Using this technique is like cutting or copying that item again--without having to do all the traipsing around to find it!
YOU MUST REMEMBER THIS . . .
In our last two tips, we showed you the Clipboard and how you can use Clipboard contents in the future by saving them as *.clp files. Here's a quick review: When you cut or copy text or graphics, Windows stores them on the Clipboard. To view the contents of the Clipboard, double-click on Clipboard Viewer in Program Manager's Main group. To save the Clipboard's contents as a *.clp file, select File + Save As, name the file, and click on OK. (Note: If you have Windows for Workgroups and therefore the ClipBook Viewer, you can save cut or copied items as pages in your ClipBook. We'll address this topic in a future tip.)
When you deal with the contents of the Clipboard and *.clp files, you need to keep a couple of things in mind: memory and disk space. Because Windows thinks making Clipboard's contents available at a moment's notice is important, it keeps the contents in its short term storage area, memory. Point being? If you've copied something large to the Clipboard, it gobbles up a lot of available memory. If you won't be needing that material again, get it out of there: Select something really small, such as a word or even a single letter, and copy it to the Clipboard. Doing so wipes out the Clipboard's original contents and frees up memory.
The other thing to keep in mind is that *.clp files take up space on your hard drive, just like any other files. So if you think you won't need certain *.clp files again (especially space hogs like graphic-intensive *.clp files), delete them. (After all, you've got the original hanging around somewhere anyway, in case you ever need it again, don't you?)
Did you just get all those Program Manager groups and icons into the perfect arrangement? Make them stick so that you won't have to reset them each time you start Windows: Choose Options + Save Settings on Exit. A check mark next to this option indicates that it's selected.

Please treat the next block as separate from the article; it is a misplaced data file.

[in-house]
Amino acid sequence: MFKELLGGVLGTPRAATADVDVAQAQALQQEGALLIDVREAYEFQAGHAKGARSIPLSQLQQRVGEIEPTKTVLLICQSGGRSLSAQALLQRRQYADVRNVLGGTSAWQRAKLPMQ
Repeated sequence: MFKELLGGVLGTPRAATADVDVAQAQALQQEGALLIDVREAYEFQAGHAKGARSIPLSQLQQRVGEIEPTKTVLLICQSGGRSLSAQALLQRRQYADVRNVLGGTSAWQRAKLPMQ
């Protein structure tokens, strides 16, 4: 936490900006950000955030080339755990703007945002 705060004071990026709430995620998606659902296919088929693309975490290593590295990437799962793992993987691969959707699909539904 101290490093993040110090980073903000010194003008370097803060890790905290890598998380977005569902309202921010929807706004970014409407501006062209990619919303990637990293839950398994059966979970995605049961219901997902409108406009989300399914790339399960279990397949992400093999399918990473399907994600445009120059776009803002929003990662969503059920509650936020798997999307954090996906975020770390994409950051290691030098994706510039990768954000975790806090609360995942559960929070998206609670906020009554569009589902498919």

If you want to start over with a new look for Program Manager, deselect the Save Settings on Exit option (choose Options + Save Settings on Exit again to remove the check mark). The next time you start Windows, all the groups and icons return to their original locations.
FOOTLOOSE AND ERROR FREE
If you use the Calculator to come up with a number that you then need to use in another application, how do you get the number from the Calculator to the application? Switch to that other program and type it in? Too risky. (Oops, I meant $910,000, not $190,000.) When you need to be exact and want to work fast, go for the Ctrl + C/Ctrl + V combo.
You're assured of a perfect transfer every time!
Are you the scientific type? Do you think the Calculator is the most elementary computing tool you've ever seen in your life? Watch this:
Can't take all those school-day math reminders staring you in the face? Choose View + Standard, and you're back to basics.
A NEW ERASER HUE
Paintbrush's Eraser tool is more complex than it seems. It doesn't "erase" anything; it simply colors an area with a different color--the background color, to be exact. In other words, the Eraser tool only creates the illusion of erasing. The point is, you can change the color that the eraser uses. For example, you might change the color to green to erase a purple line drawn on a green area. To change the color used by the Eraser tool, follow these steps:
Use the Eraser tool to see the new hue!
JUST SAY NO TO ADS
Tired of staring at that Windows logo screen every time you start
Windows? Why should you have to stare at an advertisement? You
already have the product! The next time you type "WIN" at a C:\
prompt to start Windows, stop. Don't press Enter yet. Add a space,
then a colon, like so:
TICK-TOCK--PART 1 OF 2
Do you frequently use the Clock program (in Program Manager's Accessories group) to keep track of time? Then you're probably getting good and tired of the fact that when you run or switch to another program, that program's window sits right on top of the clock, obstructing it from view. Fortunately, there's a great way to solve this problem: Minimize the Clock. When minimized, the Clock displays the time at the bottom of your screen, out of the way of any programs you have running.
To minimize the Clock on a one-time basis: Click the Minimize button (the down arrow) in the upper-right corner of the Clock window. Or if you prefer, set the Clock to run minimized every time you open it:
Whichever technique you perform, the Clock appears as an icon at the bottom of your screen and still displays the time.
TICK-TOCK--PART 2 Of 2